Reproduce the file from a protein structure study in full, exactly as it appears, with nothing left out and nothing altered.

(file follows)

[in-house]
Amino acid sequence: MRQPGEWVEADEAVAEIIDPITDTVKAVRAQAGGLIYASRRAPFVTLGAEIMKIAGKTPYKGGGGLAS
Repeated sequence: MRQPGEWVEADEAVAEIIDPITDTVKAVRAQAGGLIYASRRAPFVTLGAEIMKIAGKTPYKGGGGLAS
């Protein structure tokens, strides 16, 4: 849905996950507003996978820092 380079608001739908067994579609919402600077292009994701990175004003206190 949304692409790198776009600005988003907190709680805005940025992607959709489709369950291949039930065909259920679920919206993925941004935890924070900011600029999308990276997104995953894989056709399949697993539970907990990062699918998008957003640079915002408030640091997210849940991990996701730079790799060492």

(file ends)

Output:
[in-house]
Amino acid sequence: MRQPGEWVEADEAVAEIIDPITDTVKAVRAQAGGLIYASRRAPFVTLGAEIMKIAGKTPYKGGGGLAS
Repeated sequence: MRQPGEWVEADEAVAEIIDPITDTVKAVRAQAGGLIYASRRAPFVTLGAEIMKIAGKTPYKGGGGLAS
């Protein structure tokens, strides 16, 4: 849905996950507003996978820092 380079608001739908067994579609919402600077292009994701990175004003206190 949304692409790198776009600005988003907190709680805005940025992607959709489709369950291949039930065909259920679920919206993925941004935890924070900011600029999308990276997104995953894989056709399949697993539970907990990062699918998008957003640079915002408030640091997210849940991990996701730079790799060492």